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The other day I had to write a review of some hideous comedy rock group called the Axis of Awesome. They do purportedly comedic songs about things like Game of Thrones and Christmas; things that any right-minded cynic would shy away from like a sensible drinker shies away from Wetherspoons. One thing that can be said for the Axis of Awesome, however appalling they may be, is that they are very obviously attempting to be funny. Whether this can be said of The Pheromoans I am sadly unable to say.

I've listened to this album six times now and rarely have I approached a review with less idea about what I'm going to write. I don't know if it's good, I don't know if I like it, and my opinion swings wildly back and forth with every listen.

I can tell you what it is, at least. It's slightly fey, witty indiepop, played quite slowly for the most part, sung slightly (and intentionally) out of key. The Pheromoans sound a bit like Spare Snare and it's all very DIY. It's not an accident, they are definitely trying to sound like they do. I just can't figure out if they're trying to make me think, laugh or punch the speakers.

Some examples: one track is called 'Duxford Airshow'. A slightly moany voice whimpers "You know where you've got to go: Duxford Airshow", and later on "The fashion world is full of people like you. They have so many talents, but why are they never apparent?" Another is 'Let's Celebrate', where we get "There's a warehouse in my mind, full of crates, shifting / I know that he's inside, quietly plotting a powerful man's weekend." What is a simple music lover to make of that?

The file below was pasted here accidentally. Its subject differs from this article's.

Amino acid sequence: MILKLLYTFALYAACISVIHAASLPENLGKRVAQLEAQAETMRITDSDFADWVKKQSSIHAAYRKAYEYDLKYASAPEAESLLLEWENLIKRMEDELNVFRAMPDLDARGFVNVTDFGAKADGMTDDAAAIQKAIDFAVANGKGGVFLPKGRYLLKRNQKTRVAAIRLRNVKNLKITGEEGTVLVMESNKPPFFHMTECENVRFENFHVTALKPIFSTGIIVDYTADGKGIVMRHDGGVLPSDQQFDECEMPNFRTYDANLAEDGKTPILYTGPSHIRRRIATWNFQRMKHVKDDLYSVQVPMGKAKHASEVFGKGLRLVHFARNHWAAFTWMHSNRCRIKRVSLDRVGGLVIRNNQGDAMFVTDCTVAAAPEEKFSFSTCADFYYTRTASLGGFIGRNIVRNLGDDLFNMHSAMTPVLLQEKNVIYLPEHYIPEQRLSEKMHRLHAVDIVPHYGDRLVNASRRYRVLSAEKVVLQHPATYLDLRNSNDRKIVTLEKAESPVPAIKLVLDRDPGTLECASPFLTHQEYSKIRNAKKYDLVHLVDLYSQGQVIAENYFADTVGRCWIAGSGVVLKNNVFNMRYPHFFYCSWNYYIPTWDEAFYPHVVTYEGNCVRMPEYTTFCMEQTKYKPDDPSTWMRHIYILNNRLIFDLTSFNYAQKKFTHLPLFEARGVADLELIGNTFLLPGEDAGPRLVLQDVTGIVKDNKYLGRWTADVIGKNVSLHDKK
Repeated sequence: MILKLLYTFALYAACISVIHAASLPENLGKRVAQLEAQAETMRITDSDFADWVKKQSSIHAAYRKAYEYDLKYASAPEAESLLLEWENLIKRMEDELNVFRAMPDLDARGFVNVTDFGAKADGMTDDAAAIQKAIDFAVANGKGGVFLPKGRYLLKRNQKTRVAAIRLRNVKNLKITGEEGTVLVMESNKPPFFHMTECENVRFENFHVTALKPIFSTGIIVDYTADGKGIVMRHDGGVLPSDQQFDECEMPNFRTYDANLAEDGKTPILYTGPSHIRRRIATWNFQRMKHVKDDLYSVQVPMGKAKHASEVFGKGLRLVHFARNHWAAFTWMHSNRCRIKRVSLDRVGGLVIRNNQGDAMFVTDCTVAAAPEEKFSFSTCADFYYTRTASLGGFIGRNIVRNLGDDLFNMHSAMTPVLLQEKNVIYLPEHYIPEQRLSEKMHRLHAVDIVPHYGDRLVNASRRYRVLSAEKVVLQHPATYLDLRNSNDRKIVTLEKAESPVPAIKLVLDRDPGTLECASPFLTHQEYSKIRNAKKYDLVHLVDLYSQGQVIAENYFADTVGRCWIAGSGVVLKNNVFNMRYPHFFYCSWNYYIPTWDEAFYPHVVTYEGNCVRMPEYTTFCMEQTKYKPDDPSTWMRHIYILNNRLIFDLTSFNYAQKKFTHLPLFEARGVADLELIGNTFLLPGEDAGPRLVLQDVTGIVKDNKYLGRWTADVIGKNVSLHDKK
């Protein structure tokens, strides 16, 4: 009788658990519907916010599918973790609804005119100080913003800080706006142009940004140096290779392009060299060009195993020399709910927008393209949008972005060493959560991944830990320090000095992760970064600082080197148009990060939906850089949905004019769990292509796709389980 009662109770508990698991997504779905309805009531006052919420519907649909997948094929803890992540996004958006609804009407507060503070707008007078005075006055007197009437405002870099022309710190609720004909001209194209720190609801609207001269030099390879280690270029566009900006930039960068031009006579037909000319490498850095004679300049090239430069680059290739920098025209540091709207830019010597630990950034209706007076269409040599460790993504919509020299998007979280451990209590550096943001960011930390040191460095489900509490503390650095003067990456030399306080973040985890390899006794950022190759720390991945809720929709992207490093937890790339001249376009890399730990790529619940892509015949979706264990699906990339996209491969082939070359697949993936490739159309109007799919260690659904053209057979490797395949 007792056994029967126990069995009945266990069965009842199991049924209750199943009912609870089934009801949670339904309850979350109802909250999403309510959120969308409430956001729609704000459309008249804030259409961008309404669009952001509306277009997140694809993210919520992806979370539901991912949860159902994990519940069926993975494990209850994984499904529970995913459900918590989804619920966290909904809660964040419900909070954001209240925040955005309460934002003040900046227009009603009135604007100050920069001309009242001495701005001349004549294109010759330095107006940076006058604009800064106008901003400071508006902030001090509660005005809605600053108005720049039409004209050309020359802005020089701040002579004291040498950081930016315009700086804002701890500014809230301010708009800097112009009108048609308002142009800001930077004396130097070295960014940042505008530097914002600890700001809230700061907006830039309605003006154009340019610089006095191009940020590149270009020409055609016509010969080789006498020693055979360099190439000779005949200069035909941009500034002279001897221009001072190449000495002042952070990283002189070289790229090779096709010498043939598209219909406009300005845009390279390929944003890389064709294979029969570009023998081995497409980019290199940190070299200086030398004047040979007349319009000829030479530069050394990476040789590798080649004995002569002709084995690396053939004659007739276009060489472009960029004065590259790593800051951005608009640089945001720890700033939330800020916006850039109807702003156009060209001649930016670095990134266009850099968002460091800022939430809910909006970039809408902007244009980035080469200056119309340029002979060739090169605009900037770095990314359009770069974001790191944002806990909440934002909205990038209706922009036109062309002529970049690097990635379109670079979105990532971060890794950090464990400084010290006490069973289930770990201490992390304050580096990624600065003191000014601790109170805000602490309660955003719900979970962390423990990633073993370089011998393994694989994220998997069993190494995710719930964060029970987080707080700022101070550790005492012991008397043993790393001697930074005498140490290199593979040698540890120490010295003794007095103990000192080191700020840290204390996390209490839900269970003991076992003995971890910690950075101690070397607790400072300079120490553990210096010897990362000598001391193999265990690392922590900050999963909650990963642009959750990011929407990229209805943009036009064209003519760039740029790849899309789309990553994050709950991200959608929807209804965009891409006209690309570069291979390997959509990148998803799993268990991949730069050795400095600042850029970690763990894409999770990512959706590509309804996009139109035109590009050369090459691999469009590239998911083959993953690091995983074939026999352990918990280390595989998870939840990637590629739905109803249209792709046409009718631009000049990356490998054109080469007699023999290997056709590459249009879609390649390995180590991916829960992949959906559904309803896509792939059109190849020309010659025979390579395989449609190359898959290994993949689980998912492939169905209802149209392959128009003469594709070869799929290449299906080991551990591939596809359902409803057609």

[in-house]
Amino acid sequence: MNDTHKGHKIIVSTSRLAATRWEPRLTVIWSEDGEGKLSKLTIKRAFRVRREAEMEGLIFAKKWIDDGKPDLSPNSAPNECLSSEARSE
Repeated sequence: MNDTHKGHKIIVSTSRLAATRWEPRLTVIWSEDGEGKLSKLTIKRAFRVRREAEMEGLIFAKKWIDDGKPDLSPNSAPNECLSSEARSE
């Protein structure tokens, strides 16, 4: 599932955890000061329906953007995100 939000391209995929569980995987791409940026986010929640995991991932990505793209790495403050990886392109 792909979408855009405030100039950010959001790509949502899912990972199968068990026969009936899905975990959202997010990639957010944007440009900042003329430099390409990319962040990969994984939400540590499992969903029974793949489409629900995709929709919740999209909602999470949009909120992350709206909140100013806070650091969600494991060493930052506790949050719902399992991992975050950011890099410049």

You'll find yourself drifting away from the album occasionally, you mind strolling off to the internet, only to catch yourself halfway through a BBC News story about Payment Protection Insurance with "Hang on, did I just hear him say 'Watford had no music scene'?" Clearly the focus of Hearts of Gold is the lyrics and their journey to the stranger reaches of your brain. The music isn't exactly incidental, and does come to the fore on tracks like 'Young Black Eyes', but it's not designed to hold your attention like weird atonal words. Singer Russell Walker's delivery is so dry it's not worth calling him a singer at all, though he does have a quiet little moan to some sort of melody at various points during the album.

Think of someone preparing a meal for you, without telling you what they're making or what ingredients they're using. They then put the completed meal through a blender and turn it to a brown paste. Of course it can only taste of the ingredients they used, every one of which you may well like a great deal. But would you like the brown paste without knowing what it was? That paste is this album.

So as I've written this, that's the seventh time I've listened to Hearts of Gold. This time, I think it's excellent, inspirationally surreal and inoffensively sinister, like a child with its hands behind its back smiling just a little too innocently. Maybe this time it'll stick, or maybe after listen number eight I'll want The Pheromoans harmed again; I simply don't know. I'm intrigued to find out though, so I guess they win. Give me my brown paste.

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